But is this a storm to weather, or this is more a preview of how the rest of the season will play out? Certainly this Illini team could figure things out and start playing much better basketball. Past Illinois teams have done just that. But there’s the other side of that coin, too, where the Illini can’t figure it our, are too damaged by these injuries and get routinely pounded by teams like Michigan State, Maryland and Purdue, teams that will take far more advantage of mistakes than UIC, Chicago State, North Dakota State and Yale.

Groce talked about making lemonade out of the high number of lemons his team’s been handed so far this season, and he likes the direction things are heading. But if that lemonade doesn’t translate into some more wins and the Illini miss the Big Dance for the third straight season, then what?

“Considering everything that we’ve been through, I’m just really proud of our guys that we’ve stayed the course. They’ve stayed positive, and they found a way (Saturday),” Groce said. “Winners, sometimes, you get behind the eight ball, you’ve got to assemble and find a way to get it done. The guys did that today, I thought it was good.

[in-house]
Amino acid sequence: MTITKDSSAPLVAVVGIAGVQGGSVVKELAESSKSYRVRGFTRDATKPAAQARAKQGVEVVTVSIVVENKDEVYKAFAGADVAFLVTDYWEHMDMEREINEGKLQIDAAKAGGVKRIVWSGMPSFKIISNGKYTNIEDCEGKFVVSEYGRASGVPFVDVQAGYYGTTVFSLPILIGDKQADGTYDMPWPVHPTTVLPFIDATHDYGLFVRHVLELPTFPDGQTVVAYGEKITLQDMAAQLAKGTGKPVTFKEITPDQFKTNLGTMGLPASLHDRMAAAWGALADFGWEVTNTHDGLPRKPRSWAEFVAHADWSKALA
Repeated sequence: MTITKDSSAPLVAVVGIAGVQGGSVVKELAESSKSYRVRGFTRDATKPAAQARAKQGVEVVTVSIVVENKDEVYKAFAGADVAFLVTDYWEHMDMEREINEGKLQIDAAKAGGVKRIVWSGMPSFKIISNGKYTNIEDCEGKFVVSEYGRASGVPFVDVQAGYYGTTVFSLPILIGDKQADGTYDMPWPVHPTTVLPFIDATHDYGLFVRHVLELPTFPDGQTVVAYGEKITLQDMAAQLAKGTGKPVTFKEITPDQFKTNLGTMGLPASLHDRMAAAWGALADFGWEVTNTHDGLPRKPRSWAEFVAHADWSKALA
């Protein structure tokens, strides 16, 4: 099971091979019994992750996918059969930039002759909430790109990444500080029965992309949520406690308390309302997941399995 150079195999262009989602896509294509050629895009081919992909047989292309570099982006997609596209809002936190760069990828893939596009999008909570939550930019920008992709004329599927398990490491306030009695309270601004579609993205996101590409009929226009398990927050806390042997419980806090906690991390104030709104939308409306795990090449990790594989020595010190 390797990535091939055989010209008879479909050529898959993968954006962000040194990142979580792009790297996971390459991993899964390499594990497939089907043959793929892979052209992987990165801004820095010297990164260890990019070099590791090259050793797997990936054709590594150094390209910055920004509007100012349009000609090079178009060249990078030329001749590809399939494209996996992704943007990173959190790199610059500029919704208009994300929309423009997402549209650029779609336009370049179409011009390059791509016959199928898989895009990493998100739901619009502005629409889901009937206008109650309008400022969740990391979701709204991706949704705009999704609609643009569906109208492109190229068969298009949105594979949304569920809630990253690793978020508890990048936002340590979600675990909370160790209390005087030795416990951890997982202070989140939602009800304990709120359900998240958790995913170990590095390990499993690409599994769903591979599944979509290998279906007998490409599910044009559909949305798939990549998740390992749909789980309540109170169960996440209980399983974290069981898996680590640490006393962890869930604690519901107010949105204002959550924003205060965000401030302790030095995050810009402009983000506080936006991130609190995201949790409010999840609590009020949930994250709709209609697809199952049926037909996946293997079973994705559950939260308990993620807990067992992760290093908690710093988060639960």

“I do think our young guys are getting better. I thought we played one of our better basketball games all year this past Wednesday night (against Yale). I think we’re getting better. Some guys are getting better through the baptism-by-fire deal. I’m thrilled with the way they’ve been able to sustain their poise, their energy, being positive. We’ve got a really good locker room when it comes to character, and that’s going to give us a chance to continue to improve.”

Northwestern running back Jeremy Larkin diagnosed with cervical stenosis, will retire immediately

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USA TODAY

Northwestern running back Jeremy Larkin diagnosed with cervical stenosis, will retire immediately

Tough news out of Evanston this morning: Northwestern announced that running back Jeremy Larkin will retire immediately after being diagnosed with cervical stenosis.

Cervical stenois is the narrowing of the spinal canal in one's neck, according to Mayo Clinic. Larkin's condition is thankfully not life-threatening, though it does prevent him from continuing to participate in the game of football. 

"Football has been a lifelong passion and it has been a process to reconcile the fact I won't be on that field again, given I've played this game since I was five years old," Larkin said.